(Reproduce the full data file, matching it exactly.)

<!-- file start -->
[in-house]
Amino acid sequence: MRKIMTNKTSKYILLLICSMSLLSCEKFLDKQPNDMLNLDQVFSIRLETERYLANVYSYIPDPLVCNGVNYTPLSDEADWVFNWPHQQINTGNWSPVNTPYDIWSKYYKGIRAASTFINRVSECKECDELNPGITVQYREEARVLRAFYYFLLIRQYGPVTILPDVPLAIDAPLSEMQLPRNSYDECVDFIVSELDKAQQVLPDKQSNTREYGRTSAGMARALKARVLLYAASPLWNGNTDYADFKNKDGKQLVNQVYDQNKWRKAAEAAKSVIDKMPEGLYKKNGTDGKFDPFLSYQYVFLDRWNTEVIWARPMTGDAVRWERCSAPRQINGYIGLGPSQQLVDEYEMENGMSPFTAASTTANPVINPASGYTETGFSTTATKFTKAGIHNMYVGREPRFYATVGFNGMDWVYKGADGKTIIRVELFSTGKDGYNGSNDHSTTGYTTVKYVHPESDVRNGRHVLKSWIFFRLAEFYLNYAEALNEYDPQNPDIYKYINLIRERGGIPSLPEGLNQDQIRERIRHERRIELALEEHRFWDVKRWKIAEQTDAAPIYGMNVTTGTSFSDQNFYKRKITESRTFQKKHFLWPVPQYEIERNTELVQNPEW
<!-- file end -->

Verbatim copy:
[in-house]
Amino acid sequence: MRKIMTNKTSKYILLLICSMSLLSCEKFLDKQPNDMLNLDQVFSIRLETERYLANVYSYIPDPLVCNGVNYTPLSDEADWVFNWPHQQINTGNWSPVNTPYDIWSKYYKGIRAASTFINRVSECKECDELNPGITVQYREEARVLRAFYYFLLIRQYGPVTILPDVPLAIDAPLSEMQLPRNSYDECVDFIVSELDKAQQVLPDKQSNTREYGRTSAGMARALKARVLLYAASPLWNGNTDYADFKNKDGKQLVNQVYDQNKWRKAAEAAKSVIDKMPEGLYKKNGTDGKFDPFLSYQYVFLDRWNTEVIWARPMTGDAVRWERCSAPRQINGYIGLGPSQQLVDEYEMENGMSPFTAASTTANPVINPASGYTETGFSTTATKFTKAGIHNMYVGREPRFYATVGFNGMDWVYKGADGKTIIRVELFSTGKDGYNGSNDHSTTGYTTVKYVHPESDVRNGRHVLKSWIFFRLAEFYLNYAEALNEYDPQNPDIYKYINLIRERGGIPSLPEGLNQDQIRERIRHERRIELALEEHRFWDVKRWKIAEQTDAAPIYGMNVTTGTSFSDQNFYKRKITESRTFQKKHFLWPVPQYEIERNTELVQNPEW